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Homicide suspect to remain in custody pending trial

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A man charged with first-degree murder who turned himself over to police Friday will be held without bond and remain in custody pending trial.

Jorge Luis Villa

Judge Thomas Lilley of the Fifth Judicial District granted the prosecution’s expedited motion for pretrial detention of Jorge Luis Villa, 25, of Roswell at a hearing Tuesday.

In making his decision to grant the motion, Lilley said he is not sure any conditions could keep the community safe if Villa was released on bail while awaiting trial.

Villa is charged with first-degree murder in the July 15 shooting death of Johnathan Carter, 27, of Roswell, who was shot in an alley near the intersection of South Richardson Avenue and West McGaffey Street. He also faces a charge of felon in possession of a firearm.

Court documents state Carter and some friends met up in the alley with Villa and his girlfriend, Nicole Sena, 36, of Roswell, because Sena wanted to buy a purse from one of Carter’s friends. When Carter exited the vehicle, an affidavit filed by Roswell police states, Villa shot Carter twice — once in the stomach and once in the left leg.

Carter’s friends then drove him to Eastern New Mexico Medical Center, where he later died from his wounds.

A warrant was later issued for Villa’s arrest. Villa and Sena — who police had named as a person of interest in the case — turned themselves over to Chaves County deputies Friday.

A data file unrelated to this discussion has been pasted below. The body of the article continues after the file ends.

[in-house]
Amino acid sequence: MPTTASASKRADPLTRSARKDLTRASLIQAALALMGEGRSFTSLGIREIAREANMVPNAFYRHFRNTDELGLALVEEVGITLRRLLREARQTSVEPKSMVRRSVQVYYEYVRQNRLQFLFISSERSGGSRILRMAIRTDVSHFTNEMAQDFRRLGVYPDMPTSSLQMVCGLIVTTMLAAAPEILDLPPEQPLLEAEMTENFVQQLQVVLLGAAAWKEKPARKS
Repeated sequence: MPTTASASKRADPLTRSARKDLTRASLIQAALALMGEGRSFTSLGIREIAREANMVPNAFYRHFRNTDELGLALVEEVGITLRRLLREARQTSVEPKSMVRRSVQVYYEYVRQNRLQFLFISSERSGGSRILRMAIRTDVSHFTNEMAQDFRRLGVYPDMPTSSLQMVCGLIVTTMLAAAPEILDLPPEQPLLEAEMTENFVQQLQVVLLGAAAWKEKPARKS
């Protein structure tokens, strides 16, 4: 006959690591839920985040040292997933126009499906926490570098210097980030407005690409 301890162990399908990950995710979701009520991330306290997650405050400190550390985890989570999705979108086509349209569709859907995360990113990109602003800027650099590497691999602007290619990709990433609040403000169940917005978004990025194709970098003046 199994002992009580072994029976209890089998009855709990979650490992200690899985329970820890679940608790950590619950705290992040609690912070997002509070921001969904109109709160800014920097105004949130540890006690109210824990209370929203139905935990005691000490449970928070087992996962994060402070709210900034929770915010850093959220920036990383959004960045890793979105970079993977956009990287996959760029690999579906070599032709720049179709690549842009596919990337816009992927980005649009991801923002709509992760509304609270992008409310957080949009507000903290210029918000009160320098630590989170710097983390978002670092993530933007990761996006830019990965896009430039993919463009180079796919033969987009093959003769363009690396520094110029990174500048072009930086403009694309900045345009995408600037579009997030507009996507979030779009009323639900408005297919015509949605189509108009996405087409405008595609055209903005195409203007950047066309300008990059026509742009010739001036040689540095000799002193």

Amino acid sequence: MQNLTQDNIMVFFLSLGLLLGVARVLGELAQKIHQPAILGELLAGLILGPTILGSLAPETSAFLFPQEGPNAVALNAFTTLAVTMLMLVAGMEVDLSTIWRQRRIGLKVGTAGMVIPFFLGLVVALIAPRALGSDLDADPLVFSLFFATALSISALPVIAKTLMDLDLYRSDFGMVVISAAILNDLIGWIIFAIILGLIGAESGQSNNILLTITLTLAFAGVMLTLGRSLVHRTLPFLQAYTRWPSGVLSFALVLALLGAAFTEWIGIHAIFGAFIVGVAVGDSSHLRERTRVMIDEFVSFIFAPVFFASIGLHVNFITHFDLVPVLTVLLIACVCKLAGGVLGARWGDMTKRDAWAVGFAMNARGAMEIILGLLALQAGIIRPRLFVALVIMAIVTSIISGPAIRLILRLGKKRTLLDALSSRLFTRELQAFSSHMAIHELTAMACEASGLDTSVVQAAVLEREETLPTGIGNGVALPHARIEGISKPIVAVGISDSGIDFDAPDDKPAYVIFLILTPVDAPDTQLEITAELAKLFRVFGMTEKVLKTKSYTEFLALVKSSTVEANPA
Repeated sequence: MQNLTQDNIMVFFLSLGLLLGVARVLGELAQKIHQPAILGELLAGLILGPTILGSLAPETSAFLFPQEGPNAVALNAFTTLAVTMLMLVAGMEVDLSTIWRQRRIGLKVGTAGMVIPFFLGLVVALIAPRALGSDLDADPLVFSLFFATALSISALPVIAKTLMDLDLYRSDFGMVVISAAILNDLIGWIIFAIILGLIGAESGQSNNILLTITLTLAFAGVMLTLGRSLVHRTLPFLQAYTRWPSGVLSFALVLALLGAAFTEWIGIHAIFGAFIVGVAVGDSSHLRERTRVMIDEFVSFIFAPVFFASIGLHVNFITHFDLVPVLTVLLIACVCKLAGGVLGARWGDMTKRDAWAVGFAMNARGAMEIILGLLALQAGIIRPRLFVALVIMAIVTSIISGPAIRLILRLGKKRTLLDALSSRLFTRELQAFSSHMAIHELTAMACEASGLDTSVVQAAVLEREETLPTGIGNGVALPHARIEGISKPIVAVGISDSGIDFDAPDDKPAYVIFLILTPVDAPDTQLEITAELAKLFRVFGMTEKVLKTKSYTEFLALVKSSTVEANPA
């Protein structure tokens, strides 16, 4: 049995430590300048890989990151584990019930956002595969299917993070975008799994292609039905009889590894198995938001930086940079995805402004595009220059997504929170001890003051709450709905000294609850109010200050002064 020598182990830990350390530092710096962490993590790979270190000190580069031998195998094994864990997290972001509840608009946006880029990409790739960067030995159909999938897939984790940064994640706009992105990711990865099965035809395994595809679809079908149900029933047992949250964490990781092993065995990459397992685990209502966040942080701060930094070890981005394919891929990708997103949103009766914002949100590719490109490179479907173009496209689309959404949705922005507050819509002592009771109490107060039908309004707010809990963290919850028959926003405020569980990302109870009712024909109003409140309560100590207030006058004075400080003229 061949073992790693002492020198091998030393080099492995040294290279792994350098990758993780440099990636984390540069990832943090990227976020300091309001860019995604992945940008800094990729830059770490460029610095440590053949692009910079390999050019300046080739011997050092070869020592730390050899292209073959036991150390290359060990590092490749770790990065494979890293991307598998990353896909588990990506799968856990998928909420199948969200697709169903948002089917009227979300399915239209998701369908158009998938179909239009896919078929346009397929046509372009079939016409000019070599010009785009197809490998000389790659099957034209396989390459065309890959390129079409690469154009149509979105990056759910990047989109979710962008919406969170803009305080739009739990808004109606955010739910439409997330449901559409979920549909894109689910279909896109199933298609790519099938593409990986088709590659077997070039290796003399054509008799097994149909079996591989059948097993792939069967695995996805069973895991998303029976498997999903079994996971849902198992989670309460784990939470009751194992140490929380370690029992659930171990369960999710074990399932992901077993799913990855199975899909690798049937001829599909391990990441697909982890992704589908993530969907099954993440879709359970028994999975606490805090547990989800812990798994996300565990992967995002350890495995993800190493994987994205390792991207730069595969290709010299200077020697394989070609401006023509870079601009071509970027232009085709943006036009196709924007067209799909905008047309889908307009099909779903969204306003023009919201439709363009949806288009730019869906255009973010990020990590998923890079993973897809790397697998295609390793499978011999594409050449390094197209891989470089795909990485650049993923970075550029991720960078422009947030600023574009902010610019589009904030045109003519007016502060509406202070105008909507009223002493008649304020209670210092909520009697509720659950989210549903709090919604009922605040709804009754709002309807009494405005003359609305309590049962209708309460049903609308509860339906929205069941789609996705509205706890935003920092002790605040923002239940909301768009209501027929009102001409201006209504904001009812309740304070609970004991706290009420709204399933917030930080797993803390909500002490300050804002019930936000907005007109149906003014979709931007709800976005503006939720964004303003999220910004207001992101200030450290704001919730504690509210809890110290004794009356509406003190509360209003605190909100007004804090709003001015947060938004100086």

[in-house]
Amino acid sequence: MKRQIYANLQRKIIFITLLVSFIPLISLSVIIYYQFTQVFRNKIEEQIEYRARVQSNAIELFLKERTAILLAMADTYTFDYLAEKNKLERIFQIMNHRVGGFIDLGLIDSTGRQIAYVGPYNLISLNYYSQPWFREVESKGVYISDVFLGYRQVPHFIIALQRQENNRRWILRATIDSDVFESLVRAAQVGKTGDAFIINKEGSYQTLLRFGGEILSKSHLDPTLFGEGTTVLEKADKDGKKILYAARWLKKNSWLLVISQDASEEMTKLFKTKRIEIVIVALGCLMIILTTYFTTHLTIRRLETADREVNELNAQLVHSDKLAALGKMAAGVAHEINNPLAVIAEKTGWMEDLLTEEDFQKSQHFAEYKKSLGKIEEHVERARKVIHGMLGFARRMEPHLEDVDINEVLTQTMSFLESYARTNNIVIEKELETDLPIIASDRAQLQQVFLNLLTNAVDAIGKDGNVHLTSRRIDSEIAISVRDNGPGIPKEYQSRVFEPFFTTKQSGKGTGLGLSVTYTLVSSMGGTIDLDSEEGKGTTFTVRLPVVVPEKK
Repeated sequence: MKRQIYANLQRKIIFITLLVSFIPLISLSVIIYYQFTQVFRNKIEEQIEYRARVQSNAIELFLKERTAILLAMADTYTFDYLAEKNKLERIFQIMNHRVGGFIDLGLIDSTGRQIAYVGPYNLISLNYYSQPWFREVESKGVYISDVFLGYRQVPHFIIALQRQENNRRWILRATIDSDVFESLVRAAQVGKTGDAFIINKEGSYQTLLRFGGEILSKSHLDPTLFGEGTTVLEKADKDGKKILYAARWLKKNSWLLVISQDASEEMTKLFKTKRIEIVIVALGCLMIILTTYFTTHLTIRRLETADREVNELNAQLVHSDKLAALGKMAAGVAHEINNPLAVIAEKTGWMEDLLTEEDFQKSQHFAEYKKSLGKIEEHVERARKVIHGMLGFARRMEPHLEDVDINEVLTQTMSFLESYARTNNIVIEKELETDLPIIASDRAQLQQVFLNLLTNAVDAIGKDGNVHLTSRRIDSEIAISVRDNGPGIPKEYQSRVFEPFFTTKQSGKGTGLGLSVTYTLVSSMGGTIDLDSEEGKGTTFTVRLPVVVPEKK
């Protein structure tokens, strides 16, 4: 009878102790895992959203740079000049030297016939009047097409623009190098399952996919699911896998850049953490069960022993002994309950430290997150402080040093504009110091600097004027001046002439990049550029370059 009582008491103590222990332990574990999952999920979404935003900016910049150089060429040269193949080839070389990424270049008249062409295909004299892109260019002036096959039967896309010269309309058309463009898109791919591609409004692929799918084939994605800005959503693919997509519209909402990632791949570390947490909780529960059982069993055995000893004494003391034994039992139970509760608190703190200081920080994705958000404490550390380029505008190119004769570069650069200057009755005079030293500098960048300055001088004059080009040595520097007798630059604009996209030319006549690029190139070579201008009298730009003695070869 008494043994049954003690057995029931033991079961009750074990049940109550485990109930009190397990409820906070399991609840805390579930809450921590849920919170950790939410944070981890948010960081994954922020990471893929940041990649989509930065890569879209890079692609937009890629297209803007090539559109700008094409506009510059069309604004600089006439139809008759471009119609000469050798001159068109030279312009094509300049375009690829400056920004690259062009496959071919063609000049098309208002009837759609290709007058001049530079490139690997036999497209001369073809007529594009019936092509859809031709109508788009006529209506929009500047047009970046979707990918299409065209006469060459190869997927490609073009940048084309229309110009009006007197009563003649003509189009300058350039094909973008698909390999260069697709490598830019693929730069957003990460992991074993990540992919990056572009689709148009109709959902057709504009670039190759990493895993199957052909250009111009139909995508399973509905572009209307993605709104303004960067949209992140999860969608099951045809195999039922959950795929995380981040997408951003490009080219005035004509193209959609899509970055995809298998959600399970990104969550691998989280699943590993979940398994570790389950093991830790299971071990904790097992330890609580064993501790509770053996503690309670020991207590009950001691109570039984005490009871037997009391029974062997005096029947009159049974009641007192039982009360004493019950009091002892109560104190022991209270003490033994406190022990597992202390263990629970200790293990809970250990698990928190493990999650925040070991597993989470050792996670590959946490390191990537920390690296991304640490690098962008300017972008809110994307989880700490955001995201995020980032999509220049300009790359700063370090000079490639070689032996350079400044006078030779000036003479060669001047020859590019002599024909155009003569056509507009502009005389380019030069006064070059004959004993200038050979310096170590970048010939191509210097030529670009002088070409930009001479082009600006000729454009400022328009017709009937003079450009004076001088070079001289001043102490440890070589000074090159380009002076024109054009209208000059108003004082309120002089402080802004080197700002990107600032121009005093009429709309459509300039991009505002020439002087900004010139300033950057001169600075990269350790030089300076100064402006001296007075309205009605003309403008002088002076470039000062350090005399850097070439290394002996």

In arguing for Lilley to grant the motion for pretrial detention, Matthew Stone, of the Chaves County District Attorney’s office, pointed to Villa’s criminal record and what he said was a history of failing to abide by conditions of release.

Stone noted that Villa has failed to show up for court appearances in other cases and that by being in possession of a firearm, he had violated conditions of release in another pending case.

Conditions of release would also not ensure the safety of eyewitnesses, Stone said.

Craig Acorn, an attorney representing Villa, asked the judge to deny the motion made by the prosecution. He said any suggestion Villa represented a danger to the community was based only on speculation.

He added Villa turned himself over to deputies, and had he wanted to retaliate against eyewitnesses, Villa would have had plenty of time to do so during the four days he was being sought by police.

Villa did not enter a formal plea in court Tuesday, however Acorn did dispute the version of events presented by the prosecution and detectives.

He alleged that one of the people who had driven with Carter to the alley where the shooting happened walked up to Villa — who was sitting in a Grand Am right before the shooting — threw a gun in Villa’s lap and told him “take care of this.”

Acorn said Carter, who had a negative history with Villa, then walked toward Villa while carrying a gun. Acorn said Villa then used the gun that had been handed to him to shoot Carter in self defense.

Stone responded that no gun was found on Carter, and that no eyewitnesses at the scene other than Villa said that the shooting was in self defense.

Breaking news reporter Alex Ross can be reached at 575-622-7710, ext. 301, or at breakingnews@rdrnews.com.